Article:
Statins in Healthy Older Adults Prevent Physical Disability, CVD
Statins appear to prevent physical disability and cardiovascular disease in healthy community-dwelling adults ≥70 years old, but do not prolong disability-free survival or avoid the risk of death or dementia, according to a study published June 29 in the Journal of the American College of Cardiology.
Using data from the double-blind, randomized ASPREE trial, researchers analyzed outcomes in 18,096 participants living in the U.S. and Australia, with a median age of 74.2 years; 56.0% were women. All participants were free of documented cardiovascular disease, dementia and disability. Cox proportional hazards regression with inverse probability weighting was used to compare outcomes in the 5,629 participants taking a statin at baseline vs. the 12,467 who did not.
The primary outcome was disability-free survival, defined as the combination of all-cause mortality, dementia or persistent physical disability. Other outcomes included the individual components of the primary outcome, along with major adverse cardiovascular events, fatal cardiovascular disease, myocardial infarction and stroke.
Throughout the follow-up period of a median of 4.7 years, there was 1,759 primary outcome events (884 deaths, 523 diagnoses of incident dementia, 352 physical disabilities). The unweighted incidence rate for the primary outcome was 20.8 and 21.9 per 1,000 patient-years in the statin user and nonuser groups, respectively, but in the Cox analysis there was no significant difference between the groups. Likewise, no significant difference was seen between groups for all-cause mortality or dementia. However, statin use was associated with a significantly lower risk for physical disability (weight-adjusted hazard ratio [HR], 0.75).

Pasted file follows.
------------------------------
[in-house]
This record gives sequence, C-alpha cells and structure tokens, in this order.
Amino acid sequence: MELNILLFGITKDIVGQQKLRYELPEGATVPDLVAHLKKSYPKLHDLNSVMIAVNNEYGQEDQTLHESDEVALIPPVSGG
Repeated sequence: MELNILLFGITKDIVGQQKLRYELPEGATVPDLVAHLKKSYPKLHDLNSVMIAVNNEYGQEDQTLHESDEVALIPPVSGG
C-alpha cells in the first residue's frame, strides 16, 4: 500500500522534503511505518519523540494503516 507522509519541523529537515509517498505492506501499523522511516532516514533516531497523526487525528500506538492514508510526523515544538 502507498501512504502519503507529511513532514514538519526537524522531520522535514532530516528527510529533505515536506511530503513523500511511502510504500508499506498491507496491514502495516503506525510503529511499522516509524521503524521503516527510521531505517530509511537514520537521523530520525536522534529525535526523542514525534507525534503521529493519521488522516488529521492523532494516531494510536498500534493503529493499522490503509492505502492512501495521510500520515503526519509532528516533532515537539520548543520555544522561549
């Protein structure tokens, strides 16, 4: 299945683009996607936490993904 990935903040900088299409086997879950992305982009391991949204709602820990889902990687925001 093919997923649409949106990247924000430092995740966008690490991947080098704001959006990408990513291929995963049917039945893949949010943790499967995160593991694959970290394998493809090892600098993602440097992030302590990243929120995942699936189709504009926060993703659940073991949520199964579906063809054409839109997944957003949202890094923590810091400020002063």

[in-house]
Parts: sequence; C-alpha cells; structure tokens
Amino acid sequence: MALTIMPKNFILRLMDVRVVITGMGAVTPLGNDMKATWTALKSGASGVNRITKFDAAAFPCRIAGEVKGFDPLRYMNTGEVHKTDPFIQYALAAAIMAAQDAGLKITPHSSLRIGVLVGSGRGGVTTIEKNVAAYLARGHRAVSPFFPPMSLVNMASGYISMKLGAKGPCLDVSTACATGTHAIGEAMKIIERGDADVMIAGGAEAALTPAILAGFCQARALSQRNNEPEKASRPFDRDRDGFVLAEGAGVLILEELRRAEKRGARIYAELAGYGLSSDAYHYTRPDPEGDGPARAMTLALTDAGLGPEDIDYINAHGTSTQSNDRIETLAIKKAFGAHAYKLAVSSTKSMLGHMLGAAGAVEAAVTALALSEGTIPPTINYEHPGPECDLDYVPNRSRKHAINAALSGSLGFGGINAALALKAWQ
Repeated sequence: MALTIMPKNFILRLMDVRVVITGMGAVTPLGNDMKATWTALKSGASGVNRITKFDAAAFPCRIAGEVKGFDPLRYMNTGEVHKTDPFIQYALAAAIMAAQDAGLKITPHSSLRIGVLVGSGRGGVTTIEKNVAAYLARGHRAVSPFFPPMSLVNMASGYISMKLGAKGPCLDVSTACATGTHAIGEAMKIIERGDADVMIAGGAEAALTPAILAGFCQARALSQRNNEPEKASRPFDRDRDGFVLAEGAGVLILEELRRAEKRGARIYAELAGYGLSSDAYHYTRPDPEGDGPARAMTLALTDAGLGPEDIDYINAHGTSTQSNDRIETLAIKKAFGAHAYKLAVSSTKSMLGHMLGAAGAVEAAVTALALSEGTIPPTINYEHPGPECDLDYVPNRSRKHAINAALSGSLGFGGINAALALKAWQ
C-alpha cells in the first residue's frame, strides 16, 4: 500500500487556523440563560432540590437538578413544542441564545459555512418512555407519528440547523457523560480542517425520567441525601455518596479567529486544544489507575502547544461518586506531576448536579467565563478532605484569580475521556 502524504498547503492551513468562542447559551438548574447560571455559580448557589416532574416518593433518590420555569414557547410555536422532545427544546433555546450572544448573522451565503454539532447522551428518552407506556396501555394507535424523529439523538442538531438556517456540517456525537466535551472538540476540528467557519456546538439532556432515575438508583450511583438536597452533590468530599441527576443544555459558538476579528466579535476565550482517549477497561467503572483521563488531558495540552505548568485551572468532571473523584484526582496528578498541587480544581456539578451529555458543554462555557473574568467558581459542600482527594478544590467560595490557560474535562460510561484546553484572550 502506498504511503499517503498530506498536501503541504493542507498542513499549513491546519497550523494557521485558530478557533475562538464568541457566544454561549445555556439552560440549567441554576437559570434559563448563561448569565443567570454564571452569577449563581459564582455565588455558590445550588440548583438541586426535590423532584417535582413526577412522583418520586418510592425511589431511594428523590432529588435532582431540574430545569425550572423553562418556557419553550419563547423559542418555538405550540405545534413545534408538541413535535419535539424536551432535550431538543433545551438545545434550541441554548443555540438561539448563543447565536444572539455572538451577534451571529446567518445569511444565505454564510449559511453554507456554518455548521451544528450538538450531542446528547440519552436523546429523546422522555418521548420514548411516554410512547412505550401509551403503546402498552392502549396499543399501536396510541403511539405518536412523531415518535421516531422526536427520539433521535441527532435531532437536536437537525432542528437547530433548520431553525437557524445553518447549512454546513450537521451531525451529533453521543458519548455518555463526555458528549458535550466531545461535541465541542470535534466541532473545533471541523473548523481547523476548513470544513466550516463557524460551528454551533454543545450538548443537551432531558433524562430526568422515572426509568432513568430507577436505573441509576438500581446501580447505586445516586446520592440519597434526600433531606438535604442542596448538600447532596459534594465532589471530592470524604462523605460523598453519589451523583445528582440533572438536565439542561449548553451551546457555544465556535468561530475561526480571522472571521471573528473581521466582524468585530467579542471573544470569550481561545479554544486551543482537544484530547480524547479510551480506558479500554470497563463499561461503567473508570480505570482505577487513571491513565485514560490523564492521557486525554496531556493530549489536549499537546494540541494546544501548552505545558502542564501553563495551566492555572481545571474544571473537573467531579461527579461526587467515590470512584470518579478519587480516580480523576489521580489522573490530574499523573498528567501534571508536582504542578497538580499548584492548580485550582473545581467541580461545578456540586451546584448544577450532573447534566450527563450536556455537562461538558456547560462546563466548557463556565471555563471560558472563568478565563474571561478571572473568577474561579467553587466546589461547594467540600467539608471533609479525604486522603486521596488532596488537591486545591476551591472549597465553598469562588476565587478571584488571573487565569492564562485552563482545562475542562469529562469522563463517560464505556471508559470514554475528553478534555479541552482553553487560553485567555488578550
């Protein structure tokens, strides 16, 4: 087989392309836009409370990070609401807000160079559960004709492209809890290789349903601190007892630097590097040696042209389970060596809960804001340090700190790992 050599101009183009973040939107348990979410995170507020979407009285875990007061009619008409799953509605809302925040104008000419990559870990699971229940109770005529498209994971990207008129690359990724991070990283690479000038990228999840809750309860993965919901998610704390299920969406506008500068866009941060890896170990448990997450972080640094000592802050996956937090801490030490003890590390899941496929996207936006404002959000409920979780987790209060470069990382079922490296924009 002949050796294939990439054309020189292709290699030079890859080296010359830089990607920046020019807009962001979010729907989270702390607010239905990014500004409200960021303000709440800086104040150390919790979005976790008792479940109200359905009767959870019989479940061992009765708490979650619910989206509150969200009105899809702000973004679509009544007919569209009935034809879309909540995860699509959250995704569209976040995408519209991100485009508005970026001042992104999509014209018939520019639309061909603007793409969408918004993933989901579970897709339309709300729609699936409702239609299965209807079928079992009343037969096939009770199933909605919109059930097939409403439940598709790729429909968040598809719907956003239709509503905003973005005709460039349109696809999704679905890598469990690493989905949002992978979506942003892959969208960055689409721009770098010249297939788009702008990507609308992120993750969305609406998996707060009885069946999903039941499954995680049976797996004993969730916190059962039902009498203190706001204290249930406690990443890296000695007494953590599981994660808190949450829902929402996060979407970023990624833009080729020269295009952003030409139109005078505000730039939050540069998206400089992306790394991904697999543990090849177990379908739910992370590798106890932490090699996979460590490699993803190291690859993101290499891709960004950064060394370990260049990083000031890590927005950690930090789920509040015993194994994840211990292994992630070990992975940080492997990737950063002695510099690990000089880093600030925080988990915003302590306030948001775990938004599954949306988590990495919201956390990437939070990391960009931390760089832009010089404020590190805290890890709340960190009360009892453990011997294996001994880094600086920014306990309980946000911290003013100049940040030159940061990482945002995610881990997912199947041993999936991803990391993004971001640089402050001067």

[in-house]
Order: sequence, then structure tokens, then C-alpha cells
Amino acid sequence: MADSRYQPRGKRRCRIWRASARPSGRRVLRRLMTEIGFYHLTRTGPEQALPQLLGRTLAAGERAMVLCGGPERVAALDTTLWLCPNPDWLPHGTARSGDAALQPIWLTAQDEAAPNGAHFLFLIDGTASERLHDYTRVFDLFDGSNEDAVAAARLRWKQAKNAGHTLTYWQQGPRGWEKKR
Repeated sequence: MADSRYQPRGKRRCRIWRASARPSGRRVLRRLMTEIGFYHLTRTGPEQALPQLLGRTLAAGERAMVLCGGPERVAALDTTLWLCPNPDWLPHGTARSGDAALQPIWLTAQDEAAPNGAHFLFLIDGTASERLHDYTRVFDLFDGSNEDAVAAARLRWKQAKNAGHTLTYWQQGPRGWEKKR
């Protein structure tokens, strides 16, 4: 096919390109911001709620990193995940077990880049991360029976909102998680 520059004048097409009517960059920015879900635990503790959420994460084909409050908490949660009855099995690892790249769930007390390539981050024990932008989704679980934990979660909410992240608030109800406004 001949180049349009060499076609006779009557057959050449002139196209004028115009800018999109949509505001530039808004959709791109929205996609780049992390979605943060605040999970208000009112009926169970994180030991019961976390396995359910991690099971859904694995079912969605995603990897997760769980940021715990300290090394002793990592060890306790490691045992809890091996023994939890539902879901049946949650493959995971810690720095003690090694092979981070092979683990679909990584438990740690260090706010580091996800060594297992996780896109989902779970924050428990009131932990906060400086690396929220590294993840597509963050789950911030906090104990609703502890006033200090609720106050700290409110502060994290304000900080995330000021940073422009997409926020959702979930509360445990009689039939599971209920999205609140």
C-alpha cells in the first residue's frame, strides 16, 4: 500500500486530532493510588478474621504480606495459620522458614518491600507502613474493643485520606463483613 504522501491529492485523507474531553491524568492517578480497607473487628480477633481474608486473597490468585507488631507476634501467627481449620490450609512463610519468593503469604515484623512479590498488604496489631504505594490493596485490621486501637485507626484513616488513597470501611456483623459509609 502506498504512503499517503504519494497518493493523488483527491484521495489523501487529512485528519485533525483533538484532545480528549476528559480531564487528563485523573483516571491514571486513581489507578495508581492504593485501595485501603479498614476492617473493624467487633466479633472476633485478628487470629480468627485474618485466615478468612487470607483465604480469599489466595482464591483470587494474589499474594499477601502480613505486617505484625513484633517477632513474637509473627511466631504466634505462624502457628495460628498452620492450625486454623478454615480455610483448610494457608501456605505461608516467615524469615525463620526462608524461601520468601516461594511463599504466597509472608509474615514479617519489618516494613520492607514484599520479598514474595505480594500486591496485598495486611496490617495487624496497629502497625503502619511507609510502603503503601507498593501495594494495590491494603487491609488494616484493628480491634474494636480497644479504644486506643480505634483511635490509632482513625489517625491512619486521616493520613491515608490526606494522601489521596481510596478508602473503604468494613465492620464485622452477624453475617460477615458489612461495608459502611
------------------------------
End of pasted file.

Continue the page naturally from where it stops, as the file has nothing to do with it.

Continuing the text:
Statin use was also associated with significantly lower risk of major adverse cardiovascular events (weight-adjusted HR, 0.68), fatal cardiovascular disease (weight-adjusted HR, 0.71), myocardial infarction (weight-adjusted HR, 0.56) and stroke (weight-adjusted HR, 0.75).
Researchers did not find a significant interaction between statin use and age or sex on study outcomes.
To the authors' knowledge, this the first completed study to evaluate the association of statin use with disability-free survival, a robust measure of healthy, productive and independent life in older adults.
Zhen Zhou, MD, et al, wrote, "Given the observational nature of our analyses, they should not inform evidence-based therapeutic strategies. However, the study offers firsthand data that can inform the rationale of future clinical trials toward addressing the comprehensive role of statins in healthy older adults."
In an accompanying editorial comment, James N. Kirkpatrick, MD, FACC, and Gwen M. Bernacki, MD, MHSA, AACC, noted the study, "...has made a laudable contribution to the potential primary prevention of statin use in older adults and should not be relegated to the middle or end of a newscast. Rather, the much needed attention it brings to primary prevention of adverse outcomes in older adults deserves airtime, and in illustrating the importance of future randomized trials, it importantly calls us all to stay tuned."
Keywords: ACC Advocacy, Aged, Cardiovascular Diseases, Independent Living, Double-Blind Method, Follow-Up Studies, Primary Prevention, Myocardial Infarction, Stroke, Dementia, Cardiology, Probability
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